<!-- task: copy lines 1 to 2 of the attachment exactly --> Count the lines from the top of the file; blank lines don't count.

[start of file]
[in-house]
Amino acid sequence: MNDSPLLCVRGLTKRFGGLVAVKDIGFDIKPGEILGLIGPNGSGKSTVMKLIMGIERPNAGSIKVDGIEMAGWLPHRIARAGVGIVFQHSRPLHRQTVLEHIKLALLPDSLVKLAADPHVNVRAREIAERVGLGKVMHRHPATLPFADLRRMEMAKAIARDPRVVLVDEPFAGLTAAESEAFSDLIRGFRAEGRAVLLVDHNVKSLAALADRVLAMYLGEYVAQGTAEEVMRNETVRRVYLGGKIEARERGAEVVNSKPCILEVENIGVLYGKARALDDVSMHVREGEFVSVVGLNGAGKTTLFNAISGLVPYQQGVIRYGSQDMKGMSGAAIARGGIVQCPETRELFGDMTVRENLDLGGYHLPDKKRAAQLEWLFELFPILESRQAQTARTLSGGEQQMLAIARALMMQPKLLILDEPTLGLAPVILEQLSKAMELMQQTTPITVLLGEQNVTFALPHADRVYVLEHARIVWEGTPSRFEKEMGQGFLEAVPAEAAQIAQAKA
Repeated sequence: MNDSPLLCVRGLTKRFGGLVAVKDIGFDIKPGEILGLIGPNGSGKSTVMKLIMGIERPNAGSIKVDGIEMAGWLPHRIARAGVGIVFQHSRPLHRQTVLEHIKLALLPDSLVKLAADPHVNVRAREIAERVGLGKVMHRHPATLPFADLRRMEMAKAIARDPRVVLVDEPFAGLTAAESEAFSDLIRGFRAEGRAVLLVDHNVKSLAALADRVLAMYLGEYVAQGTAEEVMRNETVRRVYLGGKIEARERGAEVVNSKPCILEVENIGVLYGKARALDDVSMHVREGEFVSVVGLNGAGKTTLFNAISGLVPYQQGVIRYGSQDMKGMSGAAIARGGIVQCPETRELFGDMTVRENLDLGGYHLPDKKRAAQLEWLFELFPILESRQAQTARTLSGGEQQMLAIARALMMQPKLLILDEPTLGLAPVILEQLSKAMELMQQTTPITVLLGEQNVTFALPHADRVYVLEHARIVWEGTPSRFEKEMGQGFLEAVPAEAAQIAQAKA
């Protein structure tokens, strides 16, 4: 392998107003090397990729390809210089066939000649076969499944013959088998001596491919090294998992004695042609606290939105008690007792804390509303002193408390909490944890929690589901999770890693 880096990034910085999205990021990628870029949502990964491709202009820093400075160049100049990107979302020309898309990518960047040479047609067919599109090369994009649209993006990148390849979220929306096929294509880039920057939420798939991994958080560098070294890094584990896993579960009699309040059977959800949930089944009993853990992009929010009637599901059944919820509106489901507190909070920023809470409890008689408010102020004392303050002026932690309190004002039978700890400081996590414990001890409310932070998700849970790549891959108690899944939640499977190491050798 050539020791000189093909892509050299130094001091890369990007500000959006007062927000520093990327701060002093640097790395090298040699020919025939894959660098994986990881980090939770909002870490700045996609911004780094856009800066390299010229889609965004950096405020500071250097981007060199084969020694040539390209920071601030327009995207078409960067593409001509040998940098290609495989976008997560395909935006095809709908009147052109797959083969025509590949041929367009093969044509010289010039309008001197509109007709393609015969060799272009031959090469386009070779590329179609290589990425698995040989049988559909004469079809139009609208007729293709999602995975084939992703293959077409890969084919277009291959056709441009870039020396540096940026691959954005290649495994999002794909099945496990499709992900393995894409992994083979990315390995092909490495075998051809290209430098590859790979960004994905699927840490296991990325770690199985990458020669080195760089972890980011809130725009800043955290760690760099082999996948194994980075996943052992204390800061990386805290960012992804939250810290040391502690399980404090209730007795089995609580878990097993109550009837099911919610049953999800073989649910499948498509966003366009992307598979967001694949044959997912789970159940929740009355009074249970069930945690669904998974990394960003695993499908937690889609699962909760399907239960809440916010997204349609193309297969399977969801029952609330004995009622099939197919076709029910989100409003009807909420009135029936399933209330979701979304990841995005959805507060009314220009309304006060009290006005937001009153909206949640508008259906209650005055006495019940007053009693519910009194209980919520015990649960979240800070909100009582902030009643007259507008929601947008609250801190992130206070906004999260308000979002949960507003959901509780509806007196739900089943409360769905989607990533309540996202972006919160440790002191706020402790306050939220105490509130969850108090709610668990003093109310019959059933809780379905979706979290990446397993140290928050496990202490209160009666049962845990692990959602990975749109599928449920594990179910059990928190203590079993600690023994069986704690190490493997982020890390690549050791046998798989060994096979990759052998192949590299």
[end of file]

[in-house]
Amino acid sequence: MNDSPLLCVRGLTKRFGGLVAVKDIGFDIKPGEILGLIGPNGSGKSTVMKLIMGIERPNAGSIKVDGIEMAGWLPHRIARAGVGIVFQHSRPLHRQTVLEHIKLALLPDSLVKLAADPHVNVRAREIAERVGLGKVMHRHPATLPFADLRRMEMAKAIARDPRVVLVDEPFAGLTAAESEAFSDLIRGFRAEGRAVLLVDHNVKSLAALADRVLAMYLGEYVAQGTAEEVMRNETVRRVYLGGKIEARERGAEVVNSKPCILEVENIGVLYGKARALDDVSMHVREGEFVSVVGLNGAGKTTLFNAISGLVPYQQGVIRYGSQDMKGMSGAAIARGGIVQCPETRELFGDMTVRENLDLGGYHLPDKKRAAQLEWLFELFPILESRQAQTARTLSGGEQQMLAIARALMMQPKLLILDEPTLGLAPVILEQLSKAMELMQQTTPITVLLGEQNVTFALPHADRVYVLEHARIVWEGTPSRFEKEMGQGFLEAVPAEAAQIAQAKA